Mark Ashton, a partner in our Exton (Chester County), Pennsylvania office and former editor of our Pennsylvania Family Law Blog wrote a thought provoking post on that blog entitled The McCourt Divorce; Being Rich is Not What It Used to Be."

The McCourt divorce has been in the news for the last year over issues such as lavish spending and validity of a purported post nuptial agreement, that at best, had certain irregularities as to which version was actually the signed version as well as what the purpose of the agreement actually was.  Most recently, the case was in the news because of a reported settlement, a settlement which may now be scuttled because it was dependent on an infusion of cash from a new television rights deal with Fox that Major League Baseball has rejected for various reasons.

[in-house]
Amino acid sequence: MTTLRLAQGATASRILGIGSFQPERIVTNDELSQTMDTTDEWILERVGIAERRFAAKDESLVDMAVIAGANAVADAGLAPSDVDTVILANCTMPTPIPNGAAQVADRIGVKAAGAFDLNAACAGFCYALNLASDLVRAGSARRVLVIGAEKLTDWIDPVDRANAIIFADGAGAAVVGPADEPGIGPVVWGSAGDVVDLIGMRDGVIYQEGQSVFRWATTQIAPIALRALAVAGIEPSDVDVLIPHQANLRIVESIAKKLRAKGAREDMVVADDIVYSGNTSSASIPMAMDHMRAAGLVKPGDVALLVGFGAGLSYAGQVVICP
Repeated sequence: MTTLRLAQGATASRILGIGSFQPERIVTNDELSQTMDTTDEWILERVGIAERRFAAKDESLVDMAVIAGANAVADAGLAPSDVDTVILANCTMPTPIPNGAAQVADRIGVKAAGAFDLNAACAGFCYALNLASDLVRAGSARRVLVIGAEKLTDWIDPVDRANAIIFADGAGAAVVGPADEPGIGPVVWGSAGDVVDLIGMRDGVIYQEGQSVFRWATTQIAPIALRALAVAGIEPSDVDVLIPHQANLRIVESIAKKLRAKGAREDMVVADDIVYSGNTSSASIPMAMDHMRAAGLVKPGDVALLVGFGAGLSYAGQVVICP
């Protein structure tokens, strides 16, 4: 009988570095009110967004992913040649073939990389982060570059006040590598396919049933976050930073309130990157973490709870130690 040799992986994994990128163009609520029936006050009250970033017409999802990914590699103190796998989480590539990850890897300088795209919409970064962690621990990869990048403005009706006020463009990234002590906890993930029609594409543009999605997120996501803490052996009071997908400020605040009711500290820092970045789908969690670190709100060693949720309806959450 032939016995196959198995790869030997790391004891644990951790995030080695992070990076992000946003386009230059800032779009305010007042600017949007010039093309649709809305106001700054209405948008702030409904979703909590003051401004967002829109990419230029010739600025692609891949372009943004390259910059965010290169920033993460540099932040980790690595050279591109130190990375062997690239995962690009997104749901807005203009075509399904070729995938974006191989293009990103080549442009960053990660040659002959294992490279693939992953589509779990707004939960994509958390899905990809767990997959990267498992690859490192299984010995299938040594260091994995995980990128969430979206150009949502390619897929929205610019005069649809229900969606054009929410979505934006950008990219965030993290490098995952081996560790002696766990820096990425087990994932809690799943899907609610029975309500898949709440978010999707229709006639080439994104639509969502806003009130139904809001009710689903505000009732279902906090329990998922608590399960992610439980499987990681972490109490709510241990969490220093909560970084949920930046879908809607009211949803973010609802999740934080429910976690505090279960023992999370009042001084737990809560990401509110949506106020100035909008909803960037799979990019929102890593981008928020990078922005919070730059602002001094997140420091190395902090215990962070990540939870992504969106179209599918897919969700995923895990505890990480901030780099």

Mark, however, posits that  ownership of major league sport’s franchises has rarely been a boon to the owners over the short run, but that the benefit to professional team ownership )aside from the prestige of it) came not in the profits but in the gains. Mark noted that it was not uncommon for teams to lose money from year to year but that banks and other investors freely lent because it was prestigious to do so and because they had the security of knowing that almost no one who ever sold a team lost money. As the world of banking has changed, so too may the world of owning a professional sports franchise.

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